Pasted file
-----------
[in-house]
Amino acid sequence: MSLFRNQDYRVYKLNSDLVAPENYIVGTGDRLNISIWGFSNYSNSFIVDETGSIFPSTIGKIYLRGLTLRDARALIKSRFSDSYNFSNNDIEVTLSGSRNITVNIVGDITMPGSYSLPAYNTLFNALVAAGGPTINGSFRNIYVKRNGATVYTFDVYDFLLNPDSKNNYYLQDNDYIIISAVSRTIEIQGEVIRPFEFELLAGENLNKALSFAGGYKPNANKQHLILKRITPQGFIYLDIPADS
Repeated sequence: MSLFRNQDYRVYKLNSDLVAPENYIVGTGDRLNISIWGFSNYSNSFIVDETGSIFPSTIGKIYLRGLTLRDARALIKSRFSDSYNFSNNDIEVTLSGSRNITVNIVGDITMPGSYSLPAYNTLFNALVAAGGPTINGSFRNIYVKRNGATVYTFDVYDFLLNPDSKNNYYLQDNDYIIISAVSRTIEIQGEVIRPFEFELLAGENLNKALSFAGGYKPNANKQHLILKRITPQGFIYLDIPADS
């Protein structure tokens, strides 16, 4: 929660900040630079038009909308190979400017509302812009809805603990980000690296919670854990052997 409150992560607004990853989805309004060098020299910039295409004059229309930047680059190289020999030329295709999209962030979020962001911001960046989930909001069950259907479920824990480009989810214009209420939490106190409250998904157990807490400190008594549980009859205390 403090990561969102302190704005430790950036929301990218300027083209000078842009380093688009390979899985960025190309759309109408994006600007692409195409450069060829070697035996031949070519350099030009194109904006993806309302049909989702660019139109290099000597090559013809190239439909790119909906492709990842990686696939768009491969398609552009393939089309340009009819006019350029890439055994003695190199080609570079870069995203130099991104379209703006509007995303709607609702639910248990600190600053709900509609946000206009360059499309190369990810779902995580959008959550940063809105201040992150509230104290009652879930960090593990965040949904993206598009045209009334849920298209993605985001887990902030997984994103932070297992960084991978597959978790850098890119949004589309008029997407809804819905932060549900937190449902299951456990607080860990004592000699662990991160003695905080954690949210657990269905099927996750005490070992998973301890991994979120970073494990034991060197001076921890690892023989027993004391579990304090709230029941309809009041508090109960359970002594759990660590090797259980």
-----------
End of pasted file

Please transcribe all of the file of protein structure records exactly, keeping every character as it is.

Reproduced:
[in-house]
Amino acid sequence: MSLFRNQDYRVYKLNSDLVAPENYIVGTGDRLNISIWGFSNYSNSFIVDETGSIFPSTIGKIYLRGLTLRDARALIKSRFSDSYNFSNNDIEVTLSGSRNITVNIVGDITMPGSYSLPAYNTLFNALVAAGGPTINGSFRNIYVKRNGATVYTFDVYDFLLNPDSKNNYYLQDNDYIIISAVSRTIEIQGEVIRPFEFELLAGENLNKALSFAGGYKPNANKQHLILKRITPQGFIYLDIPADS
Repeated sequence: MSLFRNQDYRVYKLNSDLVAPENYIVGTGDRLNISIWGFSNYSNSFIVDETGSIFPSTIGKIYLRGLTLRDARALIKSRFSDSYNFSNNDIEVTLSGSRNITVNIVGDITMPGSYSLPAYNTLFNALVAAGGPTINGSFRNIYVKRNGATVYTFDVYDFLLNPDSKNNYYLQDNDYIIISAVSRTIEIQGEVIRPFEFELLAGENLNKALSFAGGYKPNANKQHLILKRITPQGFIYLDIPADS
């Protein structure tokens, strides 16, 4: 929660900040630079038009909308190979400017509302812009809805603990980000690296919670854990052997 409150992560607004990853989805309004060098020299910039295409004059229309930047680059190289020999030329295709999209962030979020962001911001960046989930909001069950259907479920824990480009989810214009209420939490106190409250998904157990807490400190008594549980009859205390 403090990561969102302190704005430790950036929301990218300027083209000078842009380093688009390979899985960025190309759309109408994006600007692409195409450069060829070697035996031949070519350099030009194109904006993806309302049909989702660019139109290099000597090559013809190239439909790119909906492709990842990686696939768009491969398609552009393939089309340009009819006019350029890439055994003695190199080609570079870069995203130099991104379209703006509007995303709607609702639910248990600190600053709900509609946000206009360059499309190369990810779902995580959008959550940063809105201040992150509230104290009652879930960090593990965040949904993206598009045209009334849920298209993605985001887990902030997984994103932070297992960084991978597959978790850098890119949004589309008029997407809804819905932060549900937190449902299951456990607080860990004592000699662990991160003695905080954690949210657990269905099927996750005490070992998973301890991994979120970073494990034991060197001076921890690892023989027993004391579990304090709230029941309809009041508090109960359970002594759990660590090797259980």